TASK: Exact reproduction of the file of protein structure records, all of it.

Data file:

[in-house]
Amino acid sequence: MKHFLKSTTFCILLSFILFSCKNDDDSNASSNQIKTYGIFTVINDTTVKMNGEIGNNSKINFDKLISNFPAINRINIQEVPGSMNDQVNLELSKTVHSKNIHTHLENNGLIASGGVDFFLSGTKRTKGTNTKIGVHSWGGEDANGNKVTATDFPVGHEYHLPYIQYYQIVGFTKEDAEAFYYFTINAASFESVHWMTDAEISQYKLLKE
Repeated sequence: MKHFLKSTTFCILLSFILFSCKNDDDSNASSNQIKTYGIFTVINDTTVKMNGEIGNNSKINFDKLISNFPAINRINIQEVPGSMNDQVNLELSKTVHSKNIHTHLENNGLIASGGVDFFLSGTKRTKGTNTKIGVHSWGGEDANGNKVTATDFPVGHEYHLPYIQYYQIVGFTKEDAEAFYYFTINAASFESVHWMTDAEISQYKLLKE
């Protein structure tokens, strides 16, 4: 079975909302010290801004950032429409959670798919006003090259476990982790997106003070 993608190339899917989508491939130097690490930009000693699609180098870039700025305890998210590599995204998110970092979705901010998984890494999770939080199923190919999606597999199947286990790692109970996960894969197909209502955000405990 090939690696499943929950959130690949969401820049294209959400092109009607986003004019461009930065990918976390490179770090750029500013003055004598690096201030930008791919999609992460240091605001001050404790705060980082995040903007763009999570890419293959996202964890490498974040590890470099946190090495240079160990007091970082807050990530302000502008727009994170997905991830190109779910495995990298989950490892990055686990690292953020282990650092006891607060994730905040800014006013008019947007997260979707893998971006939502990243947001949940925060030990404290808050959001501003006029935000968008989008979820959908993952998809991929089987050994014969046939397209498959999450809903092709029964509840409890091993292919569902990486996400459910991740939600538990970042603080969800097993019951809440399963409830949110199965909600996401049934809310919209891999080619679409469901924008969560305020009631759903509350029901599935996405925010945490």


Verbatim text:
[in-house]
Amino acid sequence: MKHFLKSTTFCILLSFILFSCKNDDDSNASSNQIKTYGIFTVINDTTVKMNGEIGNNSKINFDKLISNFPAINRINIQEVPGSMNDQVNLELSKTVHSKNIHTHLENNGLIASGGVDFFLSGTKRTKGTNTKIGVHSWGGEDANGNKVTATDFPVGHEYHLPYIQYYQIVGFTKEDAEAFYYFTINAASFESVHWMTDAEISQYKLLKE
Repeated sequence: MKHFLKSTTFCILLSFILFSCKNDDDSNASSNQIKTYGIFTVINDTTVKMNGEIGNNSKINFDKLISNFPAINRINIQEVPGSMNDQVNLELSKTVHSKNIHTHLENNGLIASGGVDFFLSGTKRTKGTNTKIGVHSWGGEDANGNKVTATDFPVGHEYHLPYIQYYQIVGFTKEDAEAFYYFTINAASFESVHWMTDAEISQYKLLKE
């Protein structure tokens, strides 16, 4: 079975909302010290801004950032429409959670798919006003090259476990982790997106003070 993608190339899917989508491939130097690490930009000693699609180098870039700025305890998210590599995204998110970092979705901010998984890494999770939080199923190919999606597999199947286990790692109970996960894969197909209502955000405990 090939690696499943929950959130690949969401820049294209959400092109009607986003004019461009930065990918976390490179770090750029500013003055004598690096201030930008791919999609992460240091605001001050404790705060980082995040903007763009999570890419293959996202964890490498974040590890470099946190090495240079160990007091970082807050990530302000502008727009994170997905991830190109779910495995990298989950490892990055686990690292953020282990650092006891607060994730905040800014006013008019947007997260979707893998971006939502990243947001949940925060030990404290808050959001501003006029935000968008989008979820959908993952998809991929089987050994014969046939397209498959999450809903092709029964509840409890091993292919569902990486996400459910991740939600538990970042603080969800097993019951809440399963409830949110199965909600996401049934809310919209891999080619679409469901924008969560305020009631759903509350029901599935996405925010945490």